A new concept for ammonium removal from secondary effluent by zeolite followed by bio-regeneration has been studied. In contrast to other studies of hybrid biological-ion exchange multireactor systems, the proposed process uses the ion exchange material, zeolite, as the carrier for the nitrifying biomass. This enables the two mode process to be carried out in a single reactor.

In the first mode (ion exchange), secondary effluent is passed through an ion exchange column where ammonium is concentrated in the zeolite. During the second mode (bioregeneration), the absorbed ammonium is released gradually and converted to nitrate by the active biomass residing on the zeolite. Nitrification is carried out batchwise and in a small volume reactor where optimal conditions can easily be maintained. Moreover, the addition of chemicals for the desorption of ammonium is minimal due to regenerant reuse during several cycles of nitrification. As a result, operational costs and production of large volumes of brine are minimized.

Batch and breakthrough experiments showed that the amount of ammonium adsorbed on the chabazite is strongly affected by the presence of competing cations present in secondary effluent. A reduction of about 75% was observed when using a typical Israeli sewage ion composition. The attached biomass did not significantly effect the efficiency of the ion exchange column.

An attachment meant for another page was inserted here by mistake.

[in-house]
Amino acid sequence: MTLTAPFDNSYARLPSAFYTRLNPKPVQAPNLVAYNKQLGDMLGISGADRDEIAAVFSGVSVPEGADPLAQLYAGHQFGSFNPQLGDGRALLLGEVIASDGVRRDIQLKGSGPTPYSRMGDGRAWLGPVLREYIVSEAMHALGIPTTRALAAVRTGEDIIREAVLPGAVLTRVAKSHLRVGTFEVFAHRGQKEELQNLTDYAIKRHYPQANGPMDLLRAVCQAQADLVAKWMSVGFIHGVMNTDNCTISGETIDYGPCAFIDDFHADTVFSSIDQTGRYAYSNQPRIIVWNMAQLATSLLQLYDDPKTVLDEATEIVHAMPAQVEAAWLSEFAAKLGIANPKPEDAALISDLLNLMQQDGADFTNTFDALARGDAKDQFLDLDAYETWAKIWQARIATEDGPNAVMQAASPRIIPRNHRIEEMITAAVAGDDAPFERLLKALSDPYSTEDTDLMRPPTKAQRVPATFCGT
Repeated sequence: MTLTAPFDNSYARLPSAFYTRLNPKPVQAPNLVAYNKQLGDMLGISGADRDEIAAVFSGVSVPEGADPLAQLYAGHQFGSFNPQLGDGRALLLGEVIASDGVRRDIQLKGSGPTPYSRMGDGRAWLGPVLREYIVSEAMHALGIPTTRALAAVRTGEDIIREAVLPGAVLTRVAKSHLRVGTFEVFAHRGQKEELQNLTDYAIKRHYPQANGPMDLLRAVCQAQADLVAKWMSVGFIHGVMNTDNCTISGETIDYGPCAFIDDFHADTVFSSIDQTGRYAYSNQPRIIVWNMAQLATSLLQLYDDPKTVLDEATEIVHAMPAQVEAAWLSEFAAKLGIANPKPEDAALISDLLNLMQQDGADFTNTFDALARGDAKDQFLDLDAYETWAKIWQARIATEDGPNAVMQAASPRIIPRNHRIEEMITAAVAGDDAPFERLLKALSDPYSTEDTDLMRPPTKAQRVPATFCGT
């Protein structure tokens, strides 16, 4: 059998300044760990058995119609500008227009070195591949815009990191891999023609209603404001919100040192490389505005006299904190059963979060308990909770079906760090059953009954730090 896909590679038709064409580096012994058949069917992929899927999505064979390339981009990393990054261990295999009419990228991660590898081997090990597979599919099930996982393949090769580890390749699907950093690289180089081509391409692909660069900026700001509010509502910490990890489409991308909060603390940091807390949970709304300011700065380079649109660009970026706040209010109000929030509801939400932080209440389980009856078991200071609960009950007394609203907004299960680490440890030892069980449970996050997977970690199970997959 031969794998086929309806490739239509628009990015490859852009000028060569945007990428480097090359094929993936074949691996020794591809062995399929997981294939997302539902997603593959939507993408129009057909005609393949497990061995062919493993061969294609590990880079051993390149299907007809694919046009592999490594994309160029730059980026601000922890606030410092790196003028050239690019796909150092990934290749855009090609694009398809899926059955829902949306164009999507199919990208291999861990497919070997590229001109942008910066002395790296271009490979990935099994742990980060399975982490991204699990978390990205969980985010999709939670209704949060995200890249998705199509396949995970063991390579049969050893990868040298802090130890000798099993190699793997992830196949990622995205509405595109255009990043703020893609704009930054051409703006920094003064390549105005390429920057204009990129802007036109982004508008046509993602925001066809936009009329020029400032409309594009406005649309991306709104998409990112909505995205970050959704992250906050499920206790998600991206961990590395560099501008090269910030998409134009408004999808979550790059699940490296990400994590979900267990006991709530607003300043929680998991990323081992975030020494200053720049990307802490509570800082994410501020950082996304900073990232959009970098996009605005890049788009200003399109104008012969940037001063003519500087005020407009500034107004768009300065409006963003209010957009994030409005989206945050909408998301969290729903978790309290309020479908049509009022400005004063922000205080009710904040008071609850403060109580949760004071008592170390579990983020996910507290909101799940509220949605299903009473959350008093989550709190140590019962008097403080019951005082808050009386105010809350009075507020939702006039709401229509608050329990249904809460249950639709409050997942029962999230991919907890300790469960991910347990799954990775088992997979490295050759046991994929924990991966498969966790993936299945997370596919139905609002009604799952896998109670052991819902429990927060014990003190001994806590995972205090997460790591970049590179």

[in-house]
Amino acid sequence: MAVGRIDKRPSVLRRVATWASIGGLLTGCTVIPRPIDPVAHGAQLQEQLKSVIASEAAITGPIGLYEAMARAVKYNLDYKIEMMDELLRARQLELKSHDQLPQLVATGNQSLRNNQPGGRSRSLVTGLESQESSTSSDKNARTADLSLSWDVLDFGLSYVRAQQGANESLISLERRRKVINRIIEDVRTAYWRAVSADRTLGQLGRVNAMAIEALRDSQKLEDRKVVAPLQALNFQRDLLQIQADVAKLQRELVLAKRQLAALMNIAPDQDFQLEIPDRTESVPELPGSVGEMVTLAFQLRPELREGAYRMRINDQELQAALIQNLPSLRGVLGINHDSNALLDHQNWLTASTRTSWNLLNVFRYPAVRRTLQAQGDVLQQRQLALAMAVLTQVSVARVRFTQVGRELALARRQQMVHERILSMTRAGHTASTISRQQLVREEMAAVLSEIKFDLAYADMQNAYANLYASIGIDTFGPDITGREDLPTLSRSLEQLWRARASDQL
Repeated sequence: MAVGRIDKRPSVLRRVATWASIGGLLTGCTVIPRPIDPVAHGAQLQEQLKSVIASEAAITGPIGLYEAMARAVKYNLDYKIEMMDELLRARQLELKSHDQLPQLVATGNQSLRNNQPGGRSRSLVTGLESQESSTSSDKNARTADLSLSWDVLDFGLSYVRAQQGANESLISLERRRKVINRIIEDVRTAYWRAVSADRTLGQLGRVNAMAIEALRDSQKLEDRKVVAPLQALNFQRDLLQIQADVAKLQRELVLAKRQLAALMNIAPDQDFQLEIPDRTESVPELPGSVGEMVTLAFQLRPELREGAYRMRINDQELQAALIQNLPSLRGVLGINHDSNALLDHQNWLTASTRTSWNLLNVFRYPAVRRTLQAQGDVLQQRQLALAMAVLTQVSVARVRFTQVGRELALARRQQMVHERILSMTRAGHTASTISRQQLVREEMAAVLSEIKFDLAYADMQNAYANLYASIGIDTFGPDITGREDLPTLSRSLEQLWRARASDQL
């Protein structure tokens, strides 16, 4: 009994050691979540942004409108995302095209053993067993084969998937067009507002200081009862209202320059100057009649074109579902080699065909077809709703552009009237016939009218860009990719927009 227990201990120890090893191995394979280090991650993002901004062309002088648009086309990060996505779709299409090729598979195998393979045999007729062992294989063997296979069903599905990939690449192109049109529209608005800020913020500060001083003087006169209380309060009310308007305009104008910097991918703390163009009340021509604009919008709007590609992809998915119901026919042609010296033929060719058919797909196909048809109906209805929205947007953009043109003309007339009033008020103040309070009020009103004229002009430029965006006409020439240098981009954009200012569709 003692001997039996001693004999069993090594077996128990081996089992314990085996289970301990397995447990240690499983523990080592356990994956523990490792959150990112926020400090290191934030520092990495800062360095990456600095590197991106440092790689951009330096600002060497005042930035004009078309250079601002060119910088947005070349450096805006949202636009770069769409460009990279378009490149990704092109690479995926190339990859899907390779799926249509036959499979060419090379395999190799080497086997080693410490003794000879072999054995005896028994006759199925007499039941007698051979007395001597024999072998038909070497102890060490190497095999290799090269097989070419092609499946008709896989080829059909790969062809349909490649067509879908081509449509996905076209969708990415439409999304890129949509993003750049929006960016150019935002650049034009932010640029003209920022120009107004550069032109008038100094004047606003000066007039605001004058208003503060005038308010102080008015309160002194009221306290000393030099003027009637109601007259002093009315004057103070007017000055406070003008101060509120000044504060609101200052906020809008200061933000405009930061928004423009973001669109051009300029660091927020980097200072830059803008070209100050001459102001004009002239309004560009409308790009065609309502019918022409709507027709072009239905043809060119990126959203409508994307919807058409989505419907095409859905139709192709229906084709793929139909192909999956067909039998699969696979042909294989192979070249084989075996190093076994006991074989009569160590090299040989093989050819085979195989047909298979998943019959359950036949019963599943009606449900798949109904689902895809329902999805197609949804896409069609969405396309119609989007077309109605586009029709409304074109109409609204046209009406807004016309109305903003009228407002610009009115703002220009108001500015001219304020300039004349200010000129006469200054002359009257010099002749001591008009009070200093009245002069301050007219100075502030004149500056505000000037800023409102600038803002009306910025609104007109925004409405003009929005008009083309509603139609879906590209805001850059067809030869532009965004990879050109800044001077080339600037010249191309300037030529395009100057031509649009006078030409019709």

Ammonium desorption experiments showed that regeneration with 10,000 mg/L Na+ is much faster than with 2440 mg/L (more than 90% ammonium recovery after 40 and 70 bed volumes, respectively).

A nitrification rate of 6 g NH4-N/(L reactor *day) was obtained in a fluidized bed reactor with chabazite as the carrier. Although this rate is in the high range of reported values for biofilm reactors, desorption experiments proved that nitrification will be the process's rate limiting step, rather than the desorption rate when regenerant solutions as low as 2440 mg/L Na+ are used.

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